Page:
In 2001, Chenjerai Hove was driven out of his homeland, Zimbabwe, after years of persecution by Robert Mugabe's government. Hove drew Mugabe's ire with plays like Sister Sing Again Someday about the plight of Zimbabwean women, leading his to home being burglarized, his works stolen and his movements placed under surveillance. Finally, his passport was seized and he fled to Norway.
But Hove hasn't stopped writing, thanks to the City of Refuge program, an international group founded by Salman Rushdie and others to give threatened authors a safe haven to work. Hove is Miami's first City of Refuge fellow. Ahead of his appearance at the Miami Book Fair International this weekend, he talks to Cultist about crafting exile literature -- and his hopes for Zimbabwe's future
Hove's best known work, 1989's Bones, explored the violence and loss rooted in the Zimbabwean liberation war. He himself was forced to leave his wife and youngest child behind when he fled to Scandanavia.
Yet, as he writes from his new home at Miami Dade College's Florida Center for the Literary Arts, he says he still has hope for his homeland. Hove will speak about Bones and writing in exile on Saturday at 2 p.m. in Room 3315 (Building 3, third floor).
New Times: How have you enjoyed writing in Miami so far?
Chenjerai Hove: It's going fine. I'm busy doing activities at Miami-Dade College, a lot more than just writing. I've just come back from a presentation at a grade school, actually. I went to talk to the little ones about what they want to do with their life. I took almost all my books which I have written and they said, 'You wrote all these books?'
One of them said I want to be a writer, but only writing about famous people. One little girl said she wanted to be like Oprah. Another little boy wanted to be the president of the United States. It was great.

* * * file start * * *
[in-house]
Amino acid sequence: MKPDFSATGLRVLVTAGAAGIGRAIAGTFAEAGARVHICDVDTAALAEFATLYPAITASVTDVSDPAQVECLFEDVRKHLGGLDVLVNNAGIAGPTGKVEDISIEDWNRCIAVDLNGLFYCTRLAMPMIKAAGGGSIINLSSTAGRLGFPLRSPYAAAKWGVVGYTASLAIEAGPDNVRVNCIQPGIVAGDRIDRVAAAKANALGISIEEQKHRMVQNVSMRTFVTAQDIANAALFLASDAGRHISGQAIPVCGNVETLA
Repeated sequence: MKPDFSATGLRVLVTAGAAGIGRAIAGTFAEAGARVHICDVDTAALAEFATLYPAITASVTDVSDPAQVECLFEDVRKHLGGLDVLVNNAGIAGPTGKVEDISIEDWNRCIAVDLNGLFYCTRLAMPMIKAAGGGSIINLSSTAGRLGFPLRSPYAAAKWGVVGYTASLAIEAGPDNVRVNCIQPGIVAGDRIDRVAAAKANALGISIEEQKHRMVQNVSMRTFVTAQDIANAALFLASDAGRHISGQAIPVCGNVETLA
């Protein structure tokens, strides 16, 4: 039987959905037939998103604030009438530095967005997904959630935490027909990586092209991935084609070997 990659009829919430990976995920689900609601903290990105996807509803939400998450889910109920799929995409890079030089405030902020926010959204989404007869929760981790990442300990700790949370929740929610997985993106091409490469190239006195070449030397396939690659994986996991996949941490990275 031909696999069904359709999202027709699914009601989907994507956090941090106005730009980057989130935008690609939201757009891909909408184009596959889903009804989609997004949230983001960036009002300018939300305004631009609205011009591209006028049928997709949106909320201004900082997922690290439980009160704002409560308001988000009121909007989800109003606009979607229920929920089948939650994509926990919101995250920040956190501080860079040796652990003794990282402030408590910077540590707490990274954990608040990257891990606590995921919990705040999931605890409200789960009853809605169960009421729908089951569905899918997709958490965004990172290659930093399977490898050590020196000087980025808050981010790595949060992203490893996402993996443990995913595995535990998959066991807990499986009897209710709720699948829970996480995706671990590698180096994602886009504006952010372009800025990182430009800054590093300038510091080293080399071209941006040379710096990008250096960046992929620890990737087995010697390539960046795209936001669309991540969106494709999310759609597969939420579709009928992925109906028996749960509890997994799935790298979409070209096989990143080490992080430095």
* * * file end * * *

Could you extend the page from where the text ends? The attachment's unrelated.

So this program's mission, to give you a safe haven to express yourself, has been working out well?
Yes, I can work, I can interact with children, I get to do things in public, in terms of issues that I write about and my interest in human rights, that I couldn't do in Zimbabwe. I can work in education and in civil rights.
There are a lot the same problems here in Miami, of course, that you have in other cities with people mixing from everywhere. The problems with language, for instance. Coming from Cuba, you have to start learning English. You have to learn a new culture, and learn to share your culture with other people.
But it's a good thing, there's no doubt, because in this day and age we've become very complex people.
And it must change you as a writer, to experience all these new mixes of culture.
I think it does. As a writer, I absorb the environment. When I look at people dancing here, I can see some African dancing. When they dance the rumba, I say, 'That's from the Congo!' It's the same dance, but over the centuries it's taken on all these new experiences and cultures and it's changed. It's beautiful.
What are you writing now?